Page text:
A British baby has become the first in the world to be given a cannabis-derived medicine as part of a new clinical trial to help infants born with a condition that can lead to brain damage.
Oscar Parodi was born at Norfolk and Norwich University Hospital with neonatal hypoxic-ischemic encephalopathy (HIE), which causes a lack of oxygen or blood flow from the placenta to the baby.
He received cooling treatment, as is standard for infants born with HIE, but his mother also agreed for him to be given a dose of the study’s cannabis-based drug as well.
The drug is already being used to help treat children with rare forms of epilepsy, and this is the first time it has been used to try to prevent seizures in a baby with HIE.
Researchers on the study, led by Guy’s and St Thomas’ NHS Foundation Trust in London, hope the drug could one day be used routinely in neonatal care to help babies at risk of seizures and brain injury.
The trial is looking to see if the medicine is safe and effective in lessening the degree of brain injury for those born with HIE.
Oscar’s 17-year-old mother Chelsea Parodi, a kitchen assistant from Watton in Norfolk, said she agreed for her son to be part of the study as she wanted to do everything she could to help him.
Oscar was born by emergency Caesarean on March 11 when he was three days overdue weighing 6lb 7oz .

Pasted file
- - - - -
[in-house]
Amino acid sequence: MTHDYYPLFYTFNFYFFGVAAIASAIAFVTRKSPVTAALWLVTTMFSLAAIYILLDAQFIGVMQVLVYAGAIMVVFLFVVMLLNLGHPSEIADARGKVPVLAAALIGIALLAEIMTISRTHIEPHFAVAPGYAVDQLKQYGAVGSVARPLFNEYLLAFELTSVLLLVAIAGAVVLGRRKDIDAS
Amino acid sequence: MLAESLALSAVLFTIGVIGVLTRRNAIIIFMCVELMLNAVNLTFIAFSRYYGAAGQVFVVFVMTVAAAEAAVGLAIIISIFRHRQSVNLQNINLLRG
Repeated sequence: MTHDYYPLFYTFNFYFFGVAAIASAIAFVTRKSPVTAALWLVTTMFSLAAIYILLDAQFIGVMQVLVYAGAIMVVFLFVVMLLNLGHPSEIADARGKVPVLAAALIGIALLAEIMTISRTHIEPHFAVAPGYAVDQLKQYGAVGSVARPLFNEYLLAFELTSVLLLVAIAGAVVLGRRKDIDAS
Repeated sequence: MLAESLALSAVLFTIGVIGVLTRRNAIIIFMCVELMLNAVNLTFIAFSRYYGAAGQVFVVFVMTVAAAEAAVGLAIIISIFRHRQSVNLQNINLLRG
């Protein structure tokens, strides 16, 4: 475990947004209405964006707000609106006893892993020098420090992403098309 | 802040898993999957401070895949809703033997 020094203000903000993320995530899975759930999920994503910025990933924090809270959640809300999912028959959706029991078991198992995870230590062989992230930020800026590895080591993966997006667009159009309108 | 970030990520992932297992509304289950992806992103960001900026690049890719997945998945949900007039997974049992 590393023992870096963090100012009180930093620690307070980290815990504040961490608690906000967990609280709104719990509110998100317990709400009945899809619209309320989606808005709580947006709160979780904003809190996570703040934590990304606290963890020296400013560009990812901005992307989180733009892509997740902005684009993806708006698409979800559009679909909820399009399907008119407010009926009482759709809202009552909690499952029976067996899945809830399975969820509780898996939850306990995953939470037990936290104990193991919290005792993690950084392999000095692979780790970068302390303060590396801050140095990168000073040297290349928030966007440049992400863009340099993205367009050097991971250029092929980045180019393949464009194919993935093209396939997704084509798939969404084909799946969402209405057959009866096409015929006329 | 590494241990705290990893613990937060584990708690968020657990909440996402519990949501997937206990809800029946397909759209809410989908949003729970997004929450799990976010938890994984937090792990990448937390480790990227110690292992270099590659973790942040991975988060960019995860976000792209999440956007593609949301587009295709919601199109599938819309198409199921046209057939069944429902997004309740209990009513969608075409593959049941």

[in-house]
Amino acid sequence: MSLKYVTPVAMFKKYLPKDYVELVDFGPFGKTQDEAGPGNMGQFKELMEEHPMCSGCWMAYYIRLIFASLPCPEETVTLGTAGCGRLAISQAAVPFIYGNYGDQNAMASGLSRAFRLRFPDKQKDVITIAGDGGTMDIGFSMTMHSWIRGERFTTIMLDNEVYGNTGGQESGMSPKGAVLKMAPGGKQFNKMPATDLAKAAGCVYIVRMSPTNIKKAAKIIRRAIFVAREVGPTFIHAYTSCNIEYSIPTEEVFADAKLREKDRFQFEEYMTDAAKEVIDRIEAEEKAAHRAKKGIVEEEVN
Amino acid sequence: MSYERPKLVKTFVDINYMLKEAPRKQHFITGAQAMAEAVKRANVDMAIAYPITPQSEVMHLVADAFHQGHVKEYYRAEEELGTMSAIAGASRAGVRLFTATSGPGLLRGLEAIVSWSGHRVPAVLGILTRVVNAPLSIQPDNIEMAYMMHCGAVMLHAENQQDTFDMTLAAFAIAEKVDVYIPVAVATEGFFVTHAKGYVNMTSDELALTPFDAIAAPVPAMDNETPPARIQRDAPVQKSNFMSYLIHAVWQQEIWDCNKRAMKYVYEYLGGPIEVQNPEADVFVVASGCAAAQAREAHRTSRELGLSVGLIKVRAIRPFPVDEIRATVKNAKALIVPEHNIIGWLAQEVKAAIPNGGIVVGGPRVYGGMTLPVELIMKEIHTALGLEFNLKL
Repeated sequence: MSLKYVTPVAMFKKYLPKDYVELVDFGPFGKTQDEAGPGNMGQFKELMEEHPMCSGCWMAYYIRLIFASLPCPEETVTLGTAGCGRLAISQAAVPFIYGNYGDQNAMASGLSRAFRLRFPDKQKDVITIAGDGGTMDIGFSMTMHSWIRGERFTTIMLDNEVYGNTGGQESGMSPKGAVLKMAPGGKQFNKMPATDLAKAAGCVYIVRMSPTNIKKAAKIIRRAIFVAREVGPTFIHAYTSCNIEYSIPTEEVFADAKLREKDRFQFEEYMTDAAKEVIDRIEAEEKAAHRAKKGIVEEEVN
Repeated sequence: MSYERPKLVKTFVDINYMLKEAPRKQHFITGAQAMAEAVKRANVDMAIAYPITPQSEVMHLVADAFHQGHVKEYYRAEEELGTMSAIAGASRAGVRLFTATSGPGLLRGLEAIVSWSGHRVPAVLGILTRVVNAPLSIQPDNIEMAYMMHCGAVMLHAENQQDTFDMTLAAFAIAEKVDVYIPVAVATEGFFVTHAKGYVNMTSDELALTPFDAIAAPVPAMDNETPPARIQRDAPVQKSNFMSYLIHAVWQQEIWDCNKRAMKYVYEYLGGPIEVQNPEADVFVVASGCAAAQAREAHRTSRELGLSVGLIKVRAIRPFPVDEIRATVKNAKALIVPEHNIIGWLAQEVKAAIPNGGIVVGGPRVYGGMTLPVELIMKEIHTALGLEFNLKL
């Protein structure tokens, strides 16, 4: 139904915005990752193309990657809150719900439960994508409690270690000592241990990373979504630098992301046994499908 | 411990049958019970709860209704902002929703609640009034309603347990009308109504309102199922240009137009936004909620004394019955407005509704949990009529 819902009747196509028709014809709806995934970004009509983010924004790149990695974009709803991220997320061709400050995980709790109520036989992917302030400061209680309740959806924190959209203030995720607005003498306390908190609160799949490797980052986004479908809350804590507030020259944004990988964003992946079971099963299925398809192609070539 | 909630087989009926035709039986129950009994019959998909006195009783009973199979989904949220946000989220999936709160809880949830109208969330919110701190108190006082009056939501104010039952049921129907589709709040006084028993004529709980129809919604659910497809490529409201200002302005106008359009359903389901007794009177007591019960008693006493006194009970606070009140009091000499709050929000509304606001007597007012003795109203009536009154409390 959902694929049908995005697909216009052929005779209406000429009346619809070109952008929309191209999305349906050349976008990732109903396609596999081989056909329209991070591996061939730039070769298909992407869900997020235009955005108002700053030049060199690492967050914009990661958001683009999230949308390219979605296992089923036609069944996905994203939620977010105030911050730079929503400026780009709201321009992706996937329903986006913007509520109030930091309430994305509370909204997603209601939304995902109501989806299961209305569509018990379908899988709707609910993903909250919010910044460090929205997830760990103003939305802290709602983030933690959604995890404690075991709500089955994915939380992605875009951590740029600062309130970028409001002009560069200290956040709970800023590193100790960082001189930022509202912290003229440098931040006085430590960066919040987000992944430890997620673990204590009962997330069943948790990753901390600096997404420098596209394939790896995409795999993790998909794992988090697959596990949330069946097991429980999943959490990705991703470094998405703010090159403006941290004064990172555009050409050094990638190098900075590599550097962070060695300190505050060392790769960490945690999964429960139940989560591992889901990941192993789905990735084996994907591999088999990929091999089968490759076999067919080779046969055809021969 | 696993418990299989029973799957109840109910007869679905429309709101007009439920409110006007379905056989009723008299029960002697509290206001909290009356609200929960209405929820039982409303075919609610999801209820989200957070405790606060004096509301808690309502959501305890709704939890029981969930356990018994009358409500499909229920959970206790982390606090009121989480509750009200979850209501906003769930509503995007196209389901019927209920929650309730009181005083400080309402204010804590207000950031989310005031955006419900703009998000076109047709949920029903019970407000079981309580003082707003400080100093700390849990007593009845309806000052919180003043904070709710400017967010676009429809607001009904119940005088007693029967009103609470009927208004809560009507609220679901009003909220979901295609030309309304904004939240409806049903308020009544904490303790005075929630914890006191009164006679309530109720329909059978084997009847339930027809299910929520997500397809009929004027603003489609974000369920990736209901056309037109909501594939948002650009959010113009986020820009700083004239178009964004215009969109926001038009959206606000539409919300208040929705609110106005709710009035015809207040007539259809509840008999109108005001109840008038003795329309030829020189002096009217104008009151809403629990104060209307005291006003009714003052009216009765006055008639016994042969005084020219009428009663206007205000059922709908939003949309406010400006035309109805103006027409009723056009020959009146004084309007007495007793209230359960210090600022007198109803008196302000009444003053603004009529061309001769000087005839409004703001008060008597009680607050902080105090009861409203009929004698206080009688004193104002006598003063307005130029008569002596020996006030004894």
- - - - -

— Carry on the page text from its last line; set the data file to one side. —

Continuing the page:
The first babies on the study will receive a dose of 0.1 milligram per kilogram, which is a 30th of the normal dose.
Measurements of the electrical signals in Oscar’s brain were taken for the first 120 hours, as well as physical and neurological examinations and blood tests.
The Norfolk and Norwich University Hospital has enrolled the world’s first two babies onto the randomised study, in which they receive either a single dose of the study drug or a placebo.
Professor Paul Clarke, consultant neonatologist at the hospital, said: “There is a lot of excitement on the unit and we are proud to have recruited the very first babies into this study.
“It is hoped that it will be good for preventing seizures and protecting the brains of new-born babies with HIE.”
The first phase of the trial, involving units in the UK and Europe, will take around a year to complete.
There are currently no approved drugs or medicinal therapies for HIE and the standard care is therapeutic hypothermia.
The research team will check at 30 days, six months and 12 months after discharge to check on the baby’s development.